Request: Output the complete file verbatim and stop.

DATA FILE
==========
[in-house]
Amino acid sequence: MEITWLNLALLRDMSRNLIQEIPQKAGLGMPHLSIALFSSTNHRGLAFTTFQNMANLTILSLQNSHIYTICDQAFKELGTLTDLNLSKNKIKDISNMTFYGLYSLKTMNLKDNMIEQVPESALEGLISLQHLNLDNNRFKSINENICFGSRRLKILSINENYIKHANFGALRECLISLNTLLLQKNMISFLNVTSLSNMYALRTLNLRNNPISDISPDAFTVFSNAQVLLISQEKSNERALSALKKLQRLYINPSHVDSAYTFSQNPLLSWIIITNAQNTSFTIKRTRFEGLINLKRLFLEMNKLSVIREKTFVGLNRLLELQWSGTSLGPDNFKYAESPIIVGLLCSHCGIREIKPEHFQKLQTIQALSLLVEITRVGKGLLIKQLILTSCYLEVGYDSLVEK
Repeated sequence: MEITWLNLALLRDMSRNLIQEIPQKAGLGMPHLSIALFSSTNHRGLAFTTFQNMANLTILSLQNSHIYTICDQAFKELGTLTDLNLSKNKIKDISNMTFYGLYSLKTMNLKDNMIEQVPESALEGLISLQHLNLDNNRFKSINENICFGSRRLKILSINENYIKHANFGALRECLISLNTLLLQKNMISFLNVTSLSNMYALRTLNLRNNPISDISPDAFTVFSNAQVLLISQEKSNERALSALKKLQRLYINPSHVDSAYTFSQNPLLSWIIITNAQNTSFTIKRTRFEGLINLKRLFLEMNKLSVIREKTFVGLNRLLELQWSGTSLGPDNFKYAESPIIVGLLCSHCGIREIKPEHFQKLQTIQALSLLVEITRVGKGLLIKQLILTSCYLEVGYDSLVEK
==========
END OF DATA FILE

[in-house]
Amino acid sequence: MEITWLNLALLRDMSRNLIQEIPQKAGLGMPHLSIALFSSTNHRGLAFTTFQNMANLTILSLQNSHIYTICDQAFKELGTLTDLNLSKNKIKDISNMTFYGLYSLKTMNLKDNMIEQVPESALEGLISLQHLNLDNNRFKSINENICFGSRRLKILSINENYIKHANFGALRECLISLNTLLLQKNMISFLNVTSLSNMYALRTLNLRNNPISDISPDAFTVFSNAQVLLISQEKSNERALSALKKLQRLYINPSHVDSAYTFSQNPLLSWIIITNAQNTSFTIKRTRFEGLINLKRLFLEMNKLSVIREKTFVGLNRLLELQWSGTSLGPDNFKYAESPIIVGLLCSHCGIREIKPEHFQKLQTIQALSLLVEITRVGKGLLIKQLILTSCYLEVGYDSLVEK
Repeated sequence: MEITWLNLALLRDMSRNLIQEIPQKAGLGMPHLSIALFSSTNHRGLAFTTFQNMANLTILSLQNSHIYTICDQAFKELGTLTDLNLSKNKIKDISNMTFYGLYSLKTMNLKDNMIEQVPESALEGLISLQHLNLDNNRFKSINENICFGSRRLKILSINENYIKHANFGALRECLISLNTLLLQKNMISFLNVTSLSNMYALRTLNLRNNPISDISPDAFTVFSNAQVLLISQEKSNERALSALKKLQRLYINPSHVDSAYTFSQNPLLSWIIITNAQNTSFTIKRTRFEGLINLKRLFLEMNKLSVIREKTFVGLNRLLELQWSGTSLGPDNFKYAESPIIVGLLCSHCGIREIKPEHFQKLQTIQALSLLVEITRVGKGLLIKQLILTSCYLEVGYDSLVEK